• Why it's the BFD: This comes just hours before the two sides were set to battle in court over Simon's decision in June to cancel the takeover, then valued at $3.6 billion ($52.50 per share), citing a material adverse effect caused by the coronavirus pandemic. As part of the revised agreement, both sides agreed to drop litigation.
  • The bottom line: "Though retail and real estate have been among the sectors hardest hit by the pandemic, with fewer people spending time in stores or traveling, they could recover ground once a vaccine is widely available. In a sign that many investors are optimistic, shares of companies including Simon jumped early last week on news of successful vaccine test results." — Cara Lombardo, WSJ
Venture Capital Deals

Strava, a San Francisco-based social platform for fitness, raised $110 million in Series F funding. TCV and Sequoia Capital co-led, and were joined by Dragoneer and return backers Madrone Capital Partners, Jackson Square Ventures and Go4it Capital.

MindTickle, a San Francisco-based sales readiness plaform, raised $100 million in equity and debt. SoftBank led, and was joined by return backers Norwest Venture Partners, Accel Partners, Canaan, NEA, NewView Capital and Qualcomm Ventures.

Form Energy, a Somerville, Mass.-based developer of battery systems for long-term storage of wind and solar energy, raised $70 million in Series C funding. Existing backers include Breakthrough Energy Ventures, The Engine and Prelude Ventures.

🚑 AliveCor, a Mountain View, Calif.-based provider of mobile electrocardiogram technology, raised $65 million in Series E funding from existing backers OMRON, Khosla Ventures, WP Global Partners, Qualcomm Ventures and Bold Capital Partners.

Harbr, a London-based enterprise data exchange startup, raised $38.5 million in Series A funding. Dawn Capital and Tiger Global Management co-led, and were joined by seed backers Mike Chalfen, Boldstart Ventures, Crane Venture Partners, Backed and Seedcamp.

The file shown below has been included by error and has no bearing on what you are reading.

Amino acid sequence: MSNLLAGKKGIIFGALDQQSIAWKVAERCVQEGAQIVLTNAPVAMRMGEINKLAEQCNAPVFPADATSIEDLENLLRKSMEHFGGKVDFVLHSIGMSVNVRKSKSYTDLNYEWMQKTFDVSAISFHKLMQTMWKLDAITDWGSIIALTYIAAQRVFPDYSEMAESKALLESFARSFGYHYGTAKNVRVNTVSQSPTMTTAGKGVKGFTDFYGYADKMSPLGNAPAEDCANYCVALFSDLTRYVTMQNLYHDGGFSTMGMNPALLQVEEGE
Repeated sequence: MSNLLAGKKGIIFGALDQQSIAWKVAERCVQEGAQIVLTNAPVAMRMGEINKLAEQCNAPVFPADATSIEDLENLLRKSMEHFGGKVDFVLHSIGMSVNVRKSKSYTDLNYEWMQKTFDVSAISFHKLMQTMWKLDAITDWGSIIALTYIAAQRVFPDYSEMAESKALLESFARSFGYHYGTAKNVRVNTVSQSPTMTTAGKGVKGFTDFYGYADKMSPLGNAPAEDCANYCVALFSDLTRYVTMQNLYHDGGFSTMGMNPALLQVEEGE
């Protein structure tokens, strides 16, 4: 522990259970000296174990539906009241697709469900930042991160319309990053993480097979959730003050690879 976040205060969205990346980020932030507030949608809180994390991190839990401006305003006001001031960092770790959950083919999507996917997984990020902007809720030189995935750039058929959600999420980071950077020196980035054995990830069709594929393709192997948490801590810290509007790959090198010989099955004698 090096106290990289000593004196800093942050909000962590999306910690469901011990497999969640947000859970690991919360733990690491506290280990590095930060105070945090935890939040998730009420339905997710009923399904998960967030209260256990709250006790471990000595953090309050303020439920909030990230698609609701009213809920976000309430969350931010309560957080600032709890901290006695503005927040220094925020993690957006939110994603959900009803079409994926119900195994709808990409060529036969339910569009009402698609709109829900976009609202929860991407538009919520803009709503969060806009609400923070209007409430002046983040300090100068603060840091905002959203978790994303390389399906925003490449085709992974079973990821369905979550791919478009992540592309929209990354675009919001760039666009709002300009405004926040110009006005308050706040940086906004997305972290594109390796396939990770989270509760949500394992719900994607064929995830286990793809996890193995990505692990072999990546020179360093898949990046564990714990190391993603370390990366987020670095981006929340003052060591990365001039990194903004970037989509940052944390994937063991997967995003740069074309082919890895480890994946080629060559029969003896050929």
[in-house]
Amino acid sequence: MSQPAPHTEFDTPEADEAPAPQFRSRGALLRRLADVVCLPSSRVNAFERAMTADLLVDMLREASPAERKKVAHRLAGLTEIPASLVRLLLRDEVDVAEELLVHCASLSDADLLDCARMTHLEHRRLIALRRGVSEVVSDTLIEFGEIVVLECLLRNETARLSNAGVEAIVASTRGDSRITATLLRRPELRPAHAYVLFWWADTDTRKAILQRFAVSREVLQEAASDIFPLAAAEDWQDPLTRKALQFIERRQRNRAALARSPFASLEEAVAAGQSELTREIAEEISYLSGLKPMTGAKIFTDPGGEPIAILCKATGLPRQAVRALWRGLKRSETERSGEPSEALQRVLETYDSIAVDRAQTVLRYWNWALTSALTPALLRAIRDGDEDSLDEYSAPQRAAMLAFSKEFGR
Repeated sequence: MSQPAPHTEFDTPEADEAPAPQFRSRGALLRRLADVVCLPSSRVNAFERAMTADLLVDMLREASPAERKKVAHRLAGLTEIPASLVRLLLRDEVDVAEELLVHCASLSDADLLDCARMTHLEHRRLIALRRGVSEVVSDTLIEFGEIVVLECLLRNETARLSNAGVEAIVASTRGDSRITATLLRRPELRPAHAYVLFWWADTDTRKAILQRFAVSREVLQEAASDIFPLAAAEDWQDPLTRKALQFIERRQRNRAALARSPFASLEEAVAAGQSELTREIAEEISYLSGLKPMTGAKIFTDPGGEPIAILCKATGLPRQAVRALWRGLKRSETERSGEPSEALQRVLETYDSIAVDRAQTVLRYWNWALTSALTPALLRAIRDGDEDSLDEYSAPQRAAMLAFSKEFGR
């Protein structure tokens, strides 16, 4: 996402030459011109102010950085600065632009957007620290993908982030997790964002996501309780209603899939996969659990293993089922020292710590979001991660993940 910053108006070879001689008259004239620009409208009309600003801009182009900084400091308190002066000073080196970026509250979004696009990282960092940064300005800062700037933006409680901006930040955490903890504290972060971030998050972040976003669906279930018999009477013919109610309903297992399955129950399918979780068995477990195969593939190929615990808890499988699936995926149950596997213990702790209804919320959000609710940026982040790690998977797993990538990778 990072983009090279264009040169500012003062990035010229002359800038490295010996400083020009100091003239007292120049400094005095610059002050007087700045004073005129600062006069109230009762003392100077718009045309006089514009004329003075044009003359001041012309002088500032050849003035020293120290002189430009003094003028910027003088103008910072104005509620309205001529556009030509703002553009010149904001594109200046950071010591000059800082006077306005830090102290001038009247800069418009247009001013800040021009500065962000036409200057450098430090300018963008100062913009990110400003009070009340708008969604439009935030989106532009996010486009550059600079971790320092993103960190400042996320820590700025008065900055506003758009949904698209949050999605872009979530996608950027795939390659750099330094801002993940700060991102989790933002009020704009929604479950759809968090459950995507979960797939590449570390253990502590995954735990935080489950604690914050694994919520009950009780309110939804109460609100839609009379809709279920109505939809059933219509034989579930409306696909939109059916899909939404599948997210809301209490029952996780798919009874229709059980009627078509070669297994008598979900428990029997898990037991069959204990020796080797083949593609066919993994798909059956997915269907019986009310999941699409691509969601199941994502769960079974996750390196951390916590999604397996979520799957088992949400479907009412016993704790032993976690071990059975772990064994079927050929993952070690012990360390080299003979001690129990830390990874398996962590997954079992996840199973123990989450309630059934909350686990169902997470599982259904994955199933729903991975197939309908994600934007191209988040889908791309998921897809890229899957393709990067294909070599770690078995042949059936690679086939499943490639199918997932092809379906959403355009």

ZeoTap, a customer intelligence platform, raised $18.5 million in new Series C funding (round total $60.5m) led by SignalFire.

Highwing, a Denver-based open data platform for insurance brokers and carriers, raised $4 million in seed funding co-led by Baldwin Risk Partners and BrokerTech Ventures.

Udemy, a San Francisco-based marketplace for online educational courses, is raising $100 million in Series F funding at a $3.3 billion valuation, per TechCrunch.

Private Equity Deals

The Home Depot (NYSE: HD) agreed to buy building products company HD Supply Holdings (Nasdaq: HDS) for around $8 billion, or $56 per share.

  • History: Home Depot spun off HD Supply to private equity firms in 2007 for $10.3 billion, with HD Supply going public in 2013.

American Securities agreed to buy Foundation Building Materials (NYSE: FBM), a Santa Ana, Calif.-based distributor of specialty buildings products like wallboard, suspended ceiling systems, metal framing. The deal is valued at around $1.37 billion (including debt), or $19.25 per share (27% premium to Friday’s closing price), while majority shareholder Lone Star Funds will exit.